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Neighborhood Church, Living Monument

While children learned their letters in the basement, Terre Haute's Allen Chapel was home to another sort of underground activity.

Historic Allen Chapel

Photo: courtesy, Terre Haute Living magazine

Known by its tower rising at the corner of Third and Crawford Streets, Terre Haute’s Allen Chapel has played a critical role in African-American history.

Known by its tower rising at the corner of Third and Crawford Streets, Terre Haute’s Allen Chapel has played a critical role in African-American history.

Recognized by the National Register of Historic Places, the structure was a congregation’s “new church” when it was rebuilt in 1913. A century later, it has endured to become the oldest functioning black church in the western part of the state.

Bishop William Paul Quinn organized Terre Haute’s first black church in 1837. A small white house to the west of the current church housed the African Methodist Episcopalian parish.

Allen Chapel was named for Richard Allen, the slave who founded the AME Church in Philadelphia in 1787.

At a time when education was severely restricted for African-American residents of Indiana, a school operated out of Allen Chapel’s basement. The minister who established the school would go on to greater renown as the nation’s first African-American senator. Hiram Rhoads Revel represented Mississippi in 1870 and 1871.

The first black person to graduate from high school in Terre Haute attended the Allen Chapel grade school, as did the first black teacher in Terre Haute. Allen Chapel school alumnus James Sidney Hinton eventually served as the first African-American in the Indiana legislature.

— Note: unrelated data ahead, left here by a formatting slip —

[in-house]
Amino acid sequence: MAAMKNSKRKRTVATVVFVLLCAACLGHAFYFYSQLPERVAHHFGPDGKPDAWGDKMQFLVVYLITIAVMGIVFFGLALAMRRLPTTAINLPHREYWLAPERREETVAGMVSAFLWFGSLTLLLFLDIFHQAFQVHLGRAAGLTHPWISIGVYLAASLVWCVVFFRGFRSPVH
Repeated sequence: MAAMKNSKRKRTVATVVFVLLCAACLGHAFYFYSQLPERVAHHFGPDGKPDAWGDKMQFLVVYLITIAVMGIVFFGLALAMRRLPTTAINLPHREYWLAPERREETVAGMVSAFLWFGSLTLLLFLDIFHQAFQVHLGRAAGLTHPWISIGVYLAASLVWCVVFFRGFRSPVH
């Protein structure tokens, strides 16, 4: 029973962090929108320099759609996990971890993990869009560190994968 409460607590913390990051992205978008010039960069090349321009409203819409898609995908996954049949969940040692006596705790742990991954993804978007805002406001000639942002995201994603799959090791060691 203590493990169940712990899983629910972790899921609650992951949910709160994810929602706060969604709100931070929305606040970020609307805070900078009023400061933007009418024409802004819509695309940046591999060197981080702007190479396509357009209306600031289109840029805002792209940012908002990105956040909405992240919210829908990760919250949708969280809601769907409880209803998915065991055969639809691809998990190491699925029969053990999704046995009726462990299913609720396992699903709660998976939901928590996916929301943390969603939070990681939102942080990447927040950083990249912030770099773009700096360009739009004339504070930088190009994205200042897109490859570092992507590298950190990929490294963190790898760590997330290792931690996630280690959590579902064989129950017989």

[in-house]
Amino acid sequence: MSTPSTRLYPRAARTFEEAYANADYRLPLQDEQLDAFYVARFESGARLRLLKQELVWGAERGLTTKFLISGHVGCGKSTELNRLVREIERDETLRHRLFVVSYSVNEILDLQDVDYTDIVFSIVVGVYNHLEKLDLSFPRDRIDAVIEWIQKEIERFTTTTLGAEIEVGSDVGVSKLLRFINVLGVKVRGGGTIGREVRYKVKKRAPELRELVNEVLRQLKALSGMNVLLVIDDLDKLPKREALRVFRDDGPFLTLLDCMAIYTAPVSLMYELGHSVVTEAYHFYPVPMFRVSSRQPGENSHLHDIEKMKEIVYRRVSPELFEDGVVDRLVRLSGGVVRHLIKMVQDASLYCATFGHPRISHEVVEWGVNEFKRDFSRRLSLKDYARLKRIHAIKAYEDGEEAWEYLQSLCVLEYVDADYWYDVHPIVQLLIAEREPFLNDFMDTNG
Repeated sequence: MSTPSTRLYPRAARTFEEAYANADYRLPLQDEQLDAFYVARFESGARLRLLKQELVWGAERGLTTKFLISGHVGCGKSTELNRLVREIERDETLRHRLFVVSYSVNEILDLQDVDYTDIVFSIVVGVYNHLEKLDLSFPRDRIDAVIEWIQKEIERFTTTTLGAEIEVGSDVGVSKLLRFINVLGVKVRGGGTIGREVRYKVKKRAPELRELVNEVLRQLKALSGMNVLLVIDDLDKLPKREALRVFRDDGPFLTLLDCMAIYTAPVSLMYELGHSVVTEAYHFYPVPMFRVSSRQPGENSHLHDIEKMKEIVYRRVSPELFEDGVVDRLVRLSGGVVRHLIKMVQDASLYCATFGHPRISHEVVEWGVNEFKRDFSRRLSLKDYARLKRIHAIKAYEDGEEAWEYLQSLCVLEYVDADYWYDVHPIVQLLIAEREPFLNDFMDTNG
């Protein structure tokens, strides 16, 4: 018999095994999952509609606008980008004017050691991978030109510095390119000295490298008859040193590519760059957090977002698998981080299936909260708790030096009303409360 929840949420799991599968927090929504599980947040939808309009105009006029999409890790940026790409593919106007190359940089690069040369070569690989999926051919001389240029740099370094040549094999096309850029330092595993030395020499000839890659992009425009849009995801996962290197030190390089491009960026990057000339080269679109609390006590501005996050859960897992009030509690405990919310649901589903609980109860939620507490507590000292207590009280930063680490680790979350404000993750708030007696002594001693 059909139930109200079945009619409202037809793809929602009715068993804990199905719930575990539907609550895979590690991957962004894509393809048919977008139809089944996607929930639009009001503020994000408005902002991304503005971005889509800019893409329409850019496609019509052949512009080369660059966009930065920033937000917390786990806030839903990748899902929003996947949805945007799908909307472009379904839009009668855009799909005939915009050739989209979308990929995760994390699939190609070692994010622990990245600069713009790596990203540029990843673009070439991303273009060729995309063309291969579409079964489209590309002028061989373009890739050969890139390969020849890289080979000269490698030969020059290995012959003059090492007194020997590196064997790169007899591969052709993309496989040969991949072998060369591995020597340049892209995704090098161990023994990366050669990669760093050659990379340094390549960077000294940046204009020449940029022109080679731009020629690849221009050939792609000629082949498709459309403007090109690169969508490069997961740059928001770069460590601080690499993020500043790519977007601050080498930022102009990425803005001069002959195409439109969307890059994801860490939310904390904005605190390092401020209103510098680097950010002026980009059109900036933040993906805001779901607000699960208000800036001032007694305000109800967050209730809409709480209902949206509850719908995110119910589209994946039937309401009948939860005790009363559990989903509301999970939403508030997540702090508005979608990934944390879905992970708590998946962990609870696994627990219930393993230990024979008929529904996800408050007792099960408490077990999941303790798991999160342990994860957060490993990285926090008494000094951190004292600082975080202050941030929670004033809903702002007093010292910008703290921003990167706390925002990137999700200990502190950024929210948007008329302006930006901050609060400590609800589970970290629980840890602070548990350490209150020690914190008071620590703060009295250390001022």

While children learned their letters in the basement, Allen Chapel was home to another sort of underground activity. Slaves escaping Southern bondage made the church a regular stop on their route. A tunnel connected the old church to the Wabash River, where refugees would stow away on lumber boats headed for Canada.

The cornerstone of the current church was laid in 1870, but the sanctuary was rebuilt after the Easter Sunday tornado, and resulting fire, in 1913. When Indiana’s African Methodist Episcopalian churches held their 35th annual conference in 1874, the Allen Chapel played host. Over the years, black leaders from Frederick Douglas to Jackie Robinson have spoken from the chapel’s pulpit.

Since 1990, a phalanx of foundations, corporations and private donors has supported the restoration of Allen Chapel’s 1913 structure. The preservation extends to the chapel’s 1905 Verney Pipe Organ, the Iowa manufacturer’s only instrument still installed in its original location

With special thanks to Char Minnette of Friends of Historic Allen Chapel.

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